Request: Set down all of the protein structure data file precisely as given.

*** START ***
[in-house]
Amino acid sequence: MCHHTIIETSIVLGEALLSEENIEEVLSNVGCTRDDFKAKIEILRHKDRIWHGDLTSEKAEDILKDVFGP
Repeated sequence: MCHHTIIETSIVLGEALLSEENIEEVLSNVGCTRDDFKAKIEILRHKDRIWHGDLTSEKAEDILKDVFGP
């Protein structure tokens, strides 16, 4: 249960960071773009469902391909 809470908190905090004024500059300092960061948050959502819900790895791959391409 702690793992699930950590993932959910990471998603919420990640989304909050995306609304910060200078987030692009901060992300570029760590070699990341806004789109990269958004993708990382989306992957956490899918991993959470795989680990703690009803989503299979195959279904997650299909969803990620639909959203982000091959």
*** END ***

[in-house]
Amino acid sequence: MCHHTIIETSIVLGEALLSEENIEEVLSNVGCTRDDFKAKIEILRHKDRIWHGDLTSEKAEDILKDVFGP
Repeated sequence: MCHHTIIETSIVLGEALLSEENIEEVLSNVGCTRDDFKAKIEILRHKDRIWHGDLTSEKAEDILKDVFGP
């Protein structure tokens, strides 16, 4: 249960960071773009469902391909 809470908190905090004024500059300092960061948050959502819900790895791959391409 702690793992699930950590993932959910990471998603919420990640989304909050995306609304910060200078987030692009901060992300570029760590070699990341806004789109990269958004993708990382989306992957956490899918991993959470795989680990703690009803989503299979195959279904997650299909969803990620639909959203982000091959």